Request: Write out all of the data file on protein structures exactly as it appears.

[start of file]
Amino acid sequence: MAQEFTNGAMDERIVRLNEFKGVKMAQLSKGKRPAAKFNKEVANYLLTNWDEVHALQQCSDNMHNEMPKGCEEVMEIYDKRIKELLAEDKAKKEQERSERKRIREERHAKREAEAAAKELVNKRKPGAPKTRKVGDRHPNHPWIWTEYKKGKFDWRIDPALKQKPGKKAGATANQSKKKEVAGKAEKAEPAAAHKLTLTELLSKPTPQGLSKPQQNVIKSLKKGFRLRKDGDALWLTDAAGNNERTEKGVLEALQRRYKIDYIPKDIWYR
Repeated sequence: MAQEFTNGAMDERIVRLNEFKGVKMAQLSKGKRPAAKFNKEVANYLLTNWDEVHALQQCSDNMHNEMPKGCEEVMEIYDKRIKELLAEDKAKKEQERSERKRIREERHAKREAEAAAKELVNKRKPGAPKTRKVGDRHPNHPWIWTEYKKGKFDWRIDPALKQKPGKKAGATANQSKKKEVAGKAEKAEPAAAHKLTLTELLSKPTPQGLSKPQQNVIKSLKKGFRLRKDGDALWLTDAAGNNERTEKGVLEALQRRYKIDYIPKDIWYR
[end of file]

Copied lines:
Amino acid sequence: MAQEFTNGAMDERIVRLNEFKGVKMAQLSKGKRPAAKFNKEVANYLLTNWDEVHALQQCSDNMHNEMPKGCEEVMEIYDKRIKELLAEDKAKKEQERSERKRIREERHAKREAEAAAKELVNKRKPGAPKTRKVGDRHPNHPWIWTEYKKGKFDWRIDPALKQKPGKKAGATANQSKKKEVAGKAEKAEPAAAHKLTLTELLSKPTPQGLSKPQQNVIKSLKKGFRLRKDGDALWLTDAAGNNERTEKGVLEALQRRYKIDYIPKDIWYR
Repeated sequence: MAQEFTNGAMDERIVRLNEFKGVKMAQLSKGKRPAAKFNKEVANYLLTNWDEVHALQQCSDNMHNEMPKGCEEVMEIYDKRIKELLAEDKAKKEQERSERKRIREERHAKREAEAAAKELVNKRKPGAPKTRKVGDRHPNHPWIWTEYKKGKFDWRIDPALKQKPGKKAGATANQSKKKEVAGKAEKAEPAAAHKLTLTELLSKPTPQGLSKPQQNVIKSLKKGFRLRKDGDALWLTDAAGNNERTEKGVLEALQRRYKIDYIPKDIWYR